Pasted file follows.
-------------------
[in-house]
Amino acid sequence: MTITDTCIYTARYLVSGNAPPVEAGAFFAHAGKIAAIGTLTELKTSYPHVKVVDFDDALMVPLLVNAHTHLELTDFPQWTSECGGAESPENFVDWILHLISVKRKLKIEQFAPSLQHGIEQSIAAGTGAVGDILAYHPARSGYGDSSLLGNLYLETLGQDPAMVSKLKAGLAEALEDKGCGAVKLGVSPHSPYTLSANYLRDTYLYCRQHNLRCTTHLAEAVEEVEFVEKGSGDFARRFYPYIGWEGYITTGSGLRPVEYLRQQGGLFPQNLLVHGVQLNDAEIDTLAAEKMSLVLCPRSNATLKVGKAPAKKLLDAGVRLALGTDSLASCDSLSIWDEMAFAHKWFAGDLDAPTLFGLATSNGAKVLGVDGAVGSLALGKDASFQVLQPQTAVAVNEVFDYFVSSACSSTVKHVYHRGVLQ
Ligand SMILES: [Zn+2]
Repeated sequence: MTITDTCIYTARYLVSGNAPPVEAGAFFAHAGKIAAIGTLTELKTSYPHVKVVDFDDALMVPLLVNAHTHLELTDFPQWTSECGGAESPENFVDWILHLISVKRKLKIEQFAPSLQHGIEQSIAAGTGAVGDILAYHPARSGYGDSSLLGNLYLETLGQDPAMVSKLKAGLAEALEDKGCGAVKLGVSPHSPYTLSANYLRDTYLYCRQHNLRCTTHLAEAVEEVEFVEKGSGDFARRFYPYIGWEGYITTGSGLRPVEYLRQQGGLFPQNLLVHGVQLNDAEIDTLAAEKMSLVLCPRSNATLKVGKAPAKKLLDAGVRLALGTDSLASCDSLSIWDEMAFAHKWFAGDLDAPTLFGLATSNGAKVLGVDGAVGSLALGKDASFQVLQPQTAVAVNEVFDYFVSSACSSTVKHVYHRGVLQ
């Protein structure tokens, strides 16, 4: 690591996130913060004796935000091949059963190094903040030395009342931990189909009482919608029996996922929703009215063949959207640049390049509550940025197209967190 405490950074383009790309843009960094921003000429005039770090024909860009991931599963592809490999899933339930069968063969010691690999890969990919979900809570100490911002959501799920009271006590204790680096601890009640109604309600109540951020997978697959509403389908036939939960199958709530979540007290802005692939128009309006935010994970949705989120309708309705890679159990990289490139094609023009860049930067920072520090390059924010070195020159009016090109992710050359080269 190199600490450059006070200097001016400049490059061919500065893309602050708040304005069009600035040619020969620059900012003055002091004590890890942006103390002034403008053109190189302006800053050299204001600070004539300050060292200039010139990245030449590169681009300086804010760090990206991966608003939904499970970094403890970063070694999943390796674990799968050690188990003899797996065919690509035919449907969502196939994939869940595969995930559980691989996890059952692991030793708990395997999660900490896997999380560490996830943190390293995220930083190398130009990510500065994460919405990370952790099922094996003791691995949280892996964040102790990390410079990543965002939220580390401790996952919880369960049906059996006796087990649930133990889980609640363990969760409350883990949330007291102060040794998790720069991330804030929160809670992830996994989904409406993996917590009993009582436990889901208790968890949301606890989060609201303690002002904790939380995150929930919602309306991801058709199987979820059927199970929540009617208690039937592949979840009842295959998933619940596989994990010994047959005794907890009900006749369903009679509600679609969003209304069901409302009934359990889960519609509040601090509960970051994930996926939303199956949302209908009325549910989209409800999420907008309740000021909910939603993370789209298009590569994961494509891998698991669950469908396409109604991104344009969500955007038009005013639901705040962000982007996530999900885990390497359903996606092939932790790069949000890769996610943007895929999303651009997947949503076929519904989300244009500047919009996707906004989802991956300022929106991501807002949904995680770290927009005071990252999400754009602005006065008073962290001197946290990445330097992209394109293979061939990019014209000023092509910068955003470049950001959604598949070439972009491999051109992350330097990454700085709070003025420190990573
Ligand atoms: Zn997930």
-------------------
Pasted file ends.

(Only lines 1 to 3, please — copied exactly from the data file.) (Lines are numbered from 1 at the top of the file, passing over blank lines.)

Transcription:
[in-house]
Amino acid sequence: MTITDTCIYTARYLVSGNAPPVEAGAFFAHAGKIAAIGTLTELKTSYPHVKVVDFDDALMVPLLVNAHTHLELTDFPQWTSECGGAESPENFVDWILHLISVKRKLKIEQFAPSLQHGIEQSIAAGTGAVGDILAYHPARSGYGDSSLLGNLYLETLGQDPAMVSKLKAGLAEALEDKGCGAVKLGVSPHSPYTLSANYLRDTYLYCRQHNLRCTTHLAEAVEEVEFVEKGSGDFARRFYPYIGWEGYITTGSGLRPVEYLRQQGGLFPQNLLVHGVQLNDAEIDTLAAEKMSLVLCPRSNATLKVGKAPAKKLLDAGVRLALGTDSLASCDSLSIWDEMAFAHKWFAGDLDAPTLFGLATSNGAKVLGVDGAVGSLALGKDASFQVLQPQTAVAVNEVFDYFVSSACSSTVKHVYHRGVLQ
Ligand SMILES: [Zn+2]